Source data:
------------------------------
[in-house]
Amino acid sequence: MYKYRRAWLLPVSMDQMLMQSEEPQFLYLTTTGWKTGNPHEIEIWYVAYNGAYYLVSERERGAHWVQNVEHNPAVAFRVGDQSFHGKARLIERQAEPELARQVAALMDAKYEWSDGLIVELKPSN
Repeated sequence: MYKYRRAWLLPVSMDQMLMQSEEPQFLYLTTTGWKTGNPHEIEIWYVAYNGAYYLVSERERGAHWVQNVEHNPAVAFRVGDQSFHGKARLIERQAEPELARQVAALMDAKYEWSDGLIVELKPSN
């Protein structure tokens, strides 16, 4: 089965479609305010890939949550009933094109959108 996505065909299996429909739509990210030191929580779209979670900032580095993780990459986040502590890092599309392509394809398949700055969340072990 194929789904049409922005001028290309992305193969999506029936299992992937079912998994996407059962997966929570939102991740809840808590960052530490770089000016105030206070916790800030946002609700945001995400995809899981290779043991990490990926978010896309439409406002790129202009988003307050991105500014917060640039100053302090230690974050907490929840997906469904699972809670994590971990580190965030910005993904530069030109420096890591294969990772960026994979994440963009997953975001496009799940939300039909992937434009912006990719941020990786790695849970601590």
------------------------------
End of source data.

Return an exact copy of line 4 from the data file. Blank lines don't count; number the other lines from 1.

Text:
């Protein structure tokens, strides 16, 4: 089965479609305010890939949550009933094109959108 996505065909299996429909739509990210030191929580779209979670900032580095993780990459986040502590890092599309392509394809398949700055969340072990 194929789904049409922005001028290309992305193969999506029936299992992937079912998994996407059962997966929570939102991740809840808590960052530490770089000016105030206070916790800030946002609700945001995400995809899981290779043991990490990926978010896309439409406002790129202009988003307050991105500014917060640039100053302090230690974050907490929840997906469904699972809670994590971990580190965030910005993904530069030109420096890591294969990772960026994979994440963009997953975001496009799940939300039909992937434009912006990719941020990786790695849970601590």